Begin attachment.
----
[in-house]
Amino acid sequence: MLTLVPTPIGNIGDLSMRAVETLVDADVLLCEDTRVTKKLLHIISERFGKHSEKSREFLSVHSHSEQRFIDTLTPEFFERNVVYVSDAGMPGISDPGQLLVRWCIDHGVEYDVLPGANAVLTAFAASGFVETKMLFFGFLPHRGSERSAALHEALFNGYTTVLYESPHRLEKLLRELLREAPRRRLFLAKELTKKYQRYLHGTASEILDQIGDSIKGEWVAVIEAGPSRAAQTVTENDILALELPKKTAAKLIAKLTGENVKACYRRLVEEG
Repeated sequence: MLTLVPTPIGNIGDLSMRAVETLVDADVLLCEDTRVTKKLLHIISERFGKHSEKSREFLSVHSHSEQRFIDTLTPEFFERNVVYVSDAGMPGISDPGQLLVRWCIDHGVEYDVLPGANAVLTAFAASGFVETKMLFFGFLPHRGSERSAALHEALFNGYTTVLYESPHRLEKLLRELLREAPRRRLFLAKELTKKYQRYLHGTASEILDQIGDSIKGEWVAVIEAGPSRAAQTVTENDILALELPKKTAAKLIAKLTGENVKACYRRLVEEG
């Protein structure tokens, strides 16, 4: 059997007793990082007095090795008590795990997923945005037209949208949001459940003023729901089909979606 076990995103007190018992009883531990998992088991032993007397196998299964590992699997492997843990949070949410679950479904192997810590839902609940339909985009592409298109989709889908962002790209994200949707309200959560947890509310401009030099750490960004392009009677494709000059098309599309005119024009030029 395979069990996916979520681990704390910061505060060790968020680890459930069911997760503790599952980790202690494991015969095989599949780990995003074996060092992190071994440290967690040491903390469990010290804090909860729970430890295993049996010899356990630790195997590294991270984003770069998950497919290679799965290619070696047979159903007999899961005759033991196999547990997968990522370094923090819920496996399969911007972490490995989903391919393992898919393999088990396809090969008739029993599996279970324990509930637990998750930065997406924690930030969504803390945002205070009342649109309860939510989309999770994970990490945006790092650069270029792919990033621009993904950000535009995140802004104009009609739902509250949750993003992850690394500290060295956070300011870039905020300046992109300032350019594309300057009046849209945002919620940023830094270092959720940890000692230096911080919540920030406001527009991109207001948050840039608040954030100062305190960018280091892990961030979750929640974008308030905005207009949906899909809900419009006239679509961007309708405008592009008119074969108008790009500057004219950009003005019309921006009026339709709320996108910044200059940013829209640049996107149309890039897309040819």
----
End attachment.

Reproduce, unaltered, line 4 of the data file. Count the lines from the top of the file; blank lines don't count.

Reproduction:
């Protein structure tokens, strides 16, 4: 059997007793990082007095090795008590795990997923945005037209949208949001459940003023729901089909979606 076990995103007190018992009883531990998992088991032993007397196998299964590992699997492997843990949070949410679950479904192997810590839902609940339909985009592409298109989709889908962002790209994200949707309200959560947890509310401009030099750490960004392009009677494709000059098309599309005119024009030029 395979069990996916979520681990704390910061505060060790968020680890459930069911997760503790599952980790202690494991015969095989599949780990995003074996060092992190071994440290967690040491903390469990010290804090909860729970430890295993049996010899356990630790195997590294991270984003770069998950497919290679799965290619070696047979159903007999899961005759033991196999547990997968990522370094923090819920496996399969911007972490490995989903391919393992898919393999088990396809090969008739029993599996279970324990509930637990998750930065997406924690930030969504803390945002205070009342649109309860939510989309999770994970990490945006790092650069270029792919990033621009993904950000535009995140802004104009009609739902509250949750993003992850690394500290060295956070300011870039905020300046992109300032350019594309300057009046849209945002919620940023830094270092959720940890000692230096911080919540920030406001527009991109207001948050840039608040954030100062305190960018280091892990961030979750929640974008308030905005207009949906899909809900419009006239679509961007309708405008592009008119074969108008790009500057004219950009003005019309921006009026339709709320996108910044200059940013829209640049996107149309890039897309040819």